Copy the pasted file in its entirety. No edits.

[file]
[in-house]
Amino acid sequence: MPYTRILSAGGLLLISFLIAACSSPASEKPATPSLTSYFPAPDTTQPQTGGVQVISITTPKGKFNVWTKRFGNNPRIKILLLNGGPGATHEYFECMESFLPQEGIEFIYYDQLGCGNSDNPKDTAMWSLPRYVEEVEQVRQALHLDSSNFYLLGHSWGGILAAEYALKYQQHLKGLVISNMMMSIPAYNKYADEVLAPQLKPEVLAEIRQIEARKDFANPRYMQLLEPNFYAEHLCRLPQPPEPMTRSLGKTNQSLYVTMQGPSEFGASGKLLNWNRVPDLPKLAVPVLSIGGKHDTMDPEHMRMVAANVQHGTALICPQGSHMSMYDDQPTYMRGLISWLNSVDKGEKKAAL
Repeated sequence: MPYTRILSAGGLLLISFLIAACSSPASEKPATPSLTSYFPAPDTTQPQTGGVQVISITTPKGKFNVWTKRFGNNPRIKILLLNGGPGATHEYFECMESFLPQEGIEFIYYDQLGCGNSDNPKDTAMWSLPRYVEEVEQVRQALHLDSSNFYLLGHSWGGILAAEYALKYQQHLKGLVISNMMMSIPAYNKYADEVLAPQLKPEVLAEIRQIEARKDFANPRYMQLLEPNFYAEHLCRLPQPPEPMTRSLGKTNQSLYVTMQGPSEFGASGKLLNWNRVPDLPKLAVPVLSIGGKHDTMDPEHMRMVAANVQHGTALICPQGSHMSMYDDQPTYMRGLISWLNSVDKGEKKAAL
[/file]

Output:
[in-house]
Amino acid sequence: MPYTRILSAGGLLLISFLIAACSSPASEKPATPSLTSYFPAPDTTQPQTGGVQVISITTPKGKFNVWTKRFGNNPRIKILLLNGGPGATHEYFECMESFLPQEGIEFIYYDQLGCGNSDNPKDTAMWSLPRYVEEVEQVRQALHLDSSNFYLLGHSWGGILAAEYALKYQQHLKGLVISNMMMSIPAYNKYADEVLAPQLKPEVLAEIRQIEARKDFANPRYMQLLEPNFYAEHLCRLPQPPEPMTRSLGKTNQSLYVTMQGPSEFGASGKLLNWNRVPDLPKLAVPVLSIGGKHDTMDPEHMRMVAANVQHGTALICPQGSHMSMYDDQPTYMRGLISWLNSVDKGEKKAAL
Repeated sequence: MPYTRILSAGGLLLISFLIAACSSPASEKPATPSLTSYFPAPDTTQPQTGGVQVISITTPKGKFNVWTKRFGNNPRIKILLLNGGPGATHEYFECMESFLPQEGIEFIYYDQLGCGNSDNPKDTAMWSLPRYVEEVEQVRQALHLDSSNFYLLGHSWGGILAAEYALKYQQHLKGLVISNMMMSIPAYNKYADEVLAPQLKPEVLAEIRQIEARKDFANPRYMQLLEPNFYAEHLCRLPQPPEPMTRSLGKTNQSLYVTMQGPSEFGASGKLLNWNRVPDLPKLAVPVLSIGGKHDTMDPEHMRMVAANVQHGTALICPQGSHMSMYDDQPTYMRGLISWLNSVDKGEKKAAL